MnSP officials advocate for biodiesel in Washington
BREWSTER -- A trio of representatives from Minnesota Soybean Processors in Brewster were in the nation's capitol earlier this week to meet with legislators and lobby for continued support of biodiesel.
Taryl Enderson, MnSP general manager, said more than 100 advocates from the biodiesel industry were in Washington, D.C., for a National Biodiesel Board meeting and legislative visits on Capitol Hill.
Topping their list of talking points with legislators was the biodiesel blending credit, which is slated to expire at the end of this year, and continued support for the renewable fuels standard (RFS2), which mandates a 2 percent biodiesel blend with all diesel fuel sold across the country.
"The RFS2, for 2013, is 1.28 billion gallons and we're hoping to have that increased for the next year," Enderson said, adding that the industry should produce approximately 1.5 billion gallons of biodiesel this year.
Joining Enderson from MnSP on the trip to Washington were Ron Marr, of Des Moines, Iowa, a biodiesel salesman for MnSP, and Michael Zins, Fulda, president of the MnSP board of directors. This was Zins' first visit to Capitol Hill in support of biodiesel.
The three met with Sen. Al Franken and Rep. Collin Peterson, along with staff of Rep. Tim Walz, Rep. Betty McCollum and Rep. Eric Paulsen.
"Collin Peterson and Al Franken really know where we're coming from and what rural Minnesota needs, and they're very knowledgeable about biodiesel," Zins said.
Zins' message to legislators was the impact the renewable fuels standard has on Minnesota communities like Brewster.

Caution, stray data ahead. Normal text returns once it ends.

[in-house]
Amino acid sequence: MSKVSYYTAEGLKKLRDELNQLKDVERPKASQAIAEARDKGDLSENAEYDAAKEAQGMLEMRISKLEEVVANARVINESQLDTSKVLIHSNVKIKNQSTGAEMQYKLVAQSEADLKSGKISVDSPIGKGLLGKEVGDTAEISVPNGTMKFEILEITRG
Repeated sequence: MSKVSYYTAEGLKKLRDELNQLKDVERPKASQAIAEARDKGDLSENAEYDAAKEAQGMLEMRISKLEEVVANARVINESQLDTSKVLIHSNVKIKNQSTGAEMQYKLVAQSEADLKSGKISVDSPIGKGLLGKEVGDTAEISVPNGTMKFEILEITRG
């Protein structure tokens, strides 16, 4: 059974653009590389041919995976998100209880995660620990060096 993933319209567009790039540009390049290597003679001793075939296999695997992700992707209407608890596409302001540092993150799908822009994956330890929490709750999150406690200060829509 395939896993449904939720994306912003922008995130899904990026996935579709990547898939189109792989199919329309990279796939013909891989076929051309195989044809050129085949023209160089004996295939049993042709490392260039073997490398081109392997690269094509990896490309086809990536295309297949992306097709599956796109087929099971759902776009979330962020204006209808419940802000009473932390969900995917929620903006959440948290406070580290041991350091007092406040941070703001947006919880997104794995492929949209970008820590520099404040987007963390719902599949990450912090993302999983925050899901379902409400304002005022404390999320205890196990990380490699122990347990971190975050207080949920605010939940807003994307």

"We've got 80 people employed at MnSP and we're trying to grow the plant," he said, adding that the local cooperative wants commitment from the Environmental Protection Agency (EPA) to continue promotion of alternative energy.
"We tried to impress with them how much value that adds to the community as far as farmers' crops and availability (of biodiesel)," Zins said.
The quality of biodiesel produced in plants like MnSP today is "head and shoulders above" what was produced just three or four years ago, said Zins, who burns 80 percent biodiesel in equipment on his own farm.
"That's the thing we were trying to educate some of the people on as well," he said. "It's a good, stable, clean fuel. It has to meet industry standards, and it does."
While MnSP officials are hopeful the renewable fuels standard will remain intact, they are a little less certain about an extension of the blender's credit. The credit is essentially a subsidy provided to blenders to encourage them to use renewable fuels.
"It costs the government money, in their opinion, but in my opinion, they get money back," Zins said, adding that he thinks the extension has a "50-50 shot" of happening.
"We can produce without the blender's credit, but it certainly makes it easier to market to the blenders (if it remains in place)," Zins said. "We think there's a financial justification for it."
"Our Minnesota representatives are in favor of it," Enderson added. "They like the renewable fuels, but that's just a small portion of Congress."
Locally, MnSP continues to operate at full capacity after completing its annual plant shutdown, which lasted three weeks. The biodiesel plant was only down for about a week, Enderson said.
"We're running wide open and crush is also running pretty heavy," he added. "Right now, business is pretty good for biodiesel."
Daily Globe Reporter Julie Buntjer may be reached at 376-7330